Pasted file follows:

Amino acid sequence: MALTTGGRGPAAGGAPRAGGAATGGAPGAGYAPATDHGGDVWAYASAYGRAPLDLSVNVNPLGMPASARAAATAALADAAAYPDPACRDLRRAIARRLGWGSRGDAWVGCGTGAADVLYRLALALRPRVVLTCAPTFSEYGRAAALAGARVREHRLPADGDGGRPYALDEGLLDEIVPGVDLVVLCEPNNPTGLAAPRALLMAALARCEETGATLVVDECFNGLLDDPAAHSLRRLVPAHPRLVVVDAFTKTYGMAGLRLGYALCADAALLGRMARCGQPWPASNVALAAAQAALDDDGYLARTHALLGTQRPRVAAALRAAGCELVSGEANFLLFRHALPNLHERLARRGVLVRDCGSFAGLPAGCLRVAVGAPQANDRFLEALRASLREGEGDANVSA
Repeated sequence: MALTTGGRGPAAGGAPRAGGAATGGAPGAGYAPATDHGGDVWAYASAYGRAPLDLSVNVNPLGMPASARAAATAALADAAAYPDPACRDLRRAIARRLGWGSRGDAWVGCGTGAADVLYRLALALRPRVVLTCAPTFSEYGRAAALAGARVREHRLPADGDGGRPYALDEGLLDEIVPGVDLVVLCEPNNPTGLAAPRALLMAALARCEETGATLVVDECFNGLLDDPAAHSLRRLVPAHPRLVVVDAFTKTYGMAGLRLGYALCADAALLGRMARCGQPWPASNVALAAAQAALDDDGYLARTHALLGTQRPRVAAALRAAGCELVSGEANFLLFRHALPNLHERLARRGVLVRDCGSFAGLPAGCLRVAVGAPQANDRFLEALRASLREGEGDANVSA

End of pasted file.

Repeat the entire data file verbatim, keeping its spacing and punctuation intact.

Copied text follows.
Amino acid sequence: MALTTGGRGPAAGGAPRAGGAATGGAPGAGYAPATDHGGDVWAYASAYGRAPLDLSVNVNPLGMPASARAAATAALADAAAYPDPACRDLRRAIARRLGWGSRGDAWVGCGTGAADVLYRLALALRPRVVLTCAPTFSEYGRAAALAGARVREHRLPADGDGGRPYALDEGLLDEIVPGVDLVVLCEPNNPTGLAAPRALLMAALARCEETGATLVVDECFNGLLDDPAAHSLRRLVPAHPRLVVVDAFTKTYGMAGLRLGYALCADAALLGRMARCGQPWPASNVALAAAQAALDDDGYLARTHALLGTQRPRVAAALRAAGCELVSGEANFLLFRHALPNLHERLARRGVLVRDCGSFAGLPAGCLRVAVGAPQANDRFLEALRASLREGEGDANVSA
Repeated sequence: MALTTGGRGPAAGGAPRAGGAATGGAPGAGYAPATDHGGDVWAYASAYGRAPLDLSVNVNPLGMPASARAAATAALADAAAYPDPACRDLRRAIARRLGWGSRGDAWVGCGTGAADVLYRLALALRPRVVLTCAPTFSEYGRAAALAGARVREHRLPADGDGGRPYALDEGLLDEIVPGVDLVVLCEPNNPTGLAAPRALLMAALARCEETGATLVVDECFNGLLDDPAAHSLRRLVPAHPRLVVVDAFTKTYGMAGLRLGYALCADAALLGRMARCGQPWPASNVALAAAQAALDDDGYLARTHALLGTQRPRVAAALRAAGCELVSGEANFLLFRHALPNLHERLARRGVLVRDCGSFAGLPAGCLRVAVGAPQANDRFLEALRASLREGEGDANVSA